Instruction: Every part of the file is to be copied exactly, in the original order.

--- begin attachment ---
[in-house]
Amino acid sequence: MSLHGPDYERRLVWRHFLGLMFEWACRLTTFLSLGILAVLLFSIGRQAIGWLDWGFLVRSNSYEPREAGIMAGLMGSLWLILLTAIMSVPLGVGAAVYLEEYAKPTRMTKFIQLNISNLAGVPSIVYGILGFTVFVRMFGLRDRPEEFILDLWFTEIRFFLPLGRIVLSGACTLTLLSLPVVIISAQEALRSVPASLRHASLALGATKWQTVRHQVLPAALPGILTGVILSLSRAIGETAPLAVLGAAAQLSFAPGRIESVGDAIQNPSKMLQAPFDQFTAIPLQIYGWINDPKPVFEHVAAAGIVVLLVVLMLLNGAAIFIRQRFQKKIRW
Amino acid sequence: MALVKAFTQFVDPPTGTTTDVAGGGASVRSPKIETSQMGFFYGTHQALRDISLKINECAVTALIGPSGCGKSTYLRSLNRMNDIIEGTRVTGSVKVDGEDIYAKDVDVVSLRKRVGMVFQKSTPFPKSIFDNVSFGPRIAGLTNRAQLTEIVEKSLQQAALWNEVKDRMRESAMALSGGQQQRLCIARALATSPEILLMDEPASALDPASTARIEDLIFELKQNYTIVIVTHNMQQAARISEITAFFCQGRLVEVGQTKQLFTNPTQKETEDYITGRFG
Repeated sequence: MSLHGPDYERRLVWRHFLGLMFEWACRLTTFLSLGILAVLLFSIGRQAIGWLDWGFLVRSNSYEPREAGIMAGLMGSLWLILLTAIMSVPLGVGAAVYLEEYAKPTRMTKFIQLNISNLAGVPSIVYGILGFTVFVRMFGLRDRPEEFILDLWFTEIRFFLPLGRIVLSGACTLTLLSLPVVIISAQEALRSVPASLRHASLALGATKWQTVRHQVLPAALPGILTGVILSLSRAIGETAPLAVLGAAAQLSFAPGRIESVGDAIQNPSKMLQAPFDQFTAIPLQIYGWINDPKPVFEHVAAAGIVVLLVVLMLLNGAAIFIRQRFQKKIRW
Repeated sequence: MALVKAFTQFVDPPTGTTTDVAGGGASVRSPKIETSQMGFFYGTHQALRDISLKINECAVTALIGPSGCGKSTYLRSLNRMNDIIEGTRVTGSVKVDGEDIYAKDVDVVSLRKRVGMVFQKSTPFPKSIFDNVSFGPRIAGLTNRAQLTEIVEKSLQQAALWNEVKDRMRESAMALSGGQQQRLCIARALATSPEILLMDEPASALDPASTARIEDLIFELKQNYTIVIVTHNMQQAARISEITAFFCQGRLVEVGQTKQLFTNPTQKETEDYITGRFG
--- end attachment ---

[in-house]
Amino acid sequence: MSLHGPDYERRLVWRHFLGLMFEWACRLTTFLSLGILAVLLFSIGRQAIGWLDWGFLVRSNSYEPREAGIMAGLMGSLWLILLTAIMSVPLGVGAAVYLEEYAKPTRMTKFIQLNISNLAGVPSIVYGILGFTVFVRMFGLRDRPEEFILDLWFTEIRFFLPLGRIVLSGACTLTLLSLPVVIISAQEALRSVPASLRHASLALGATKWQTVRHQVLPAALPGILTGVILSLSRAIGETAPLAVLGAAAQLSFAPGRIESVGDAIQNPSKMLQAPFDQFTAIPLQIYGWINDPKPVFEHVAAAGIVVLLVVLMLLNGAAIFIRQRFQKKIRW
Amino acid sequence: MALVKAFTQFVDPPTGTTTDVAGGGASVRSPKIETSQMGFFYGTHQALRDISLKINECAVTALIGPSGCGKSTYLRSLNRMNDIIEGTRVTGSVKVDGEDIYAKDVDVVSLRKRVGMVFQKSTPFPKSIFDNVSFGPRIAGLTNRAQLTEIVEKSLQQAALWNEVKDRMRESAMALSGGQQQRLCIARALATSPEILLMDEPASALDPASTARIEDLIFELKQNYTIVIVTHNMQQAARISEITAFFCQGRLVEVGQTKQLFTNPTQKETEDYITGRFG
Repeated sequence: MSLHGPDYERRLVWRHFLGLMFEWACRLTTFLSLGILAVLLFSIGRQAIGWLDWGFLVRSNSYEPREAGIMAGLMGSLWLILLTAIMSVPLGVGAAVYLEEYAKPTRMTKFIQLNISNLAGVPSIVYGILGFTVFVRMFGLRDRPEEFILDLWFTEIRFFLPLGRIVLSGACTLTLLSLPVVIISAQEALRSVPASLRHASLALGATKWQTVRHQVLPAALPGILTGVILSLSRAIGETAPLAVLGAAAQLSFAPGRIESVGDAIQNPSKMLQAPFDQFTAIPLQIYGWINDPKPVFEHVAAAGIVVLLVVLMLLNGAAIFIRQRFQKKIRW
Repeated sequence: MALVKAFTQFVDPPTGTTTDVAGGGASVRSPKIETSQMGFFYGTHQALRDISLKINECAVTALIGPSGCGKSTYLRSLNRMNDIIEGTRVTGSVKVDGEDIYAKDVDVVSLRKRVGMVFQKSTPFPKSIFDNVSFGPRIAGLTNRAQLTEIVEKSLQQAALWNEVKDRMRESAMALSGGQQQRLCIARALATSPEILLMDEPASALDPASTARIEDLIFELKQNYTIVIVTHNMQQAARISEITAFFCQGRLVEVGQTKQLFTNPTQKETEDYITGRFG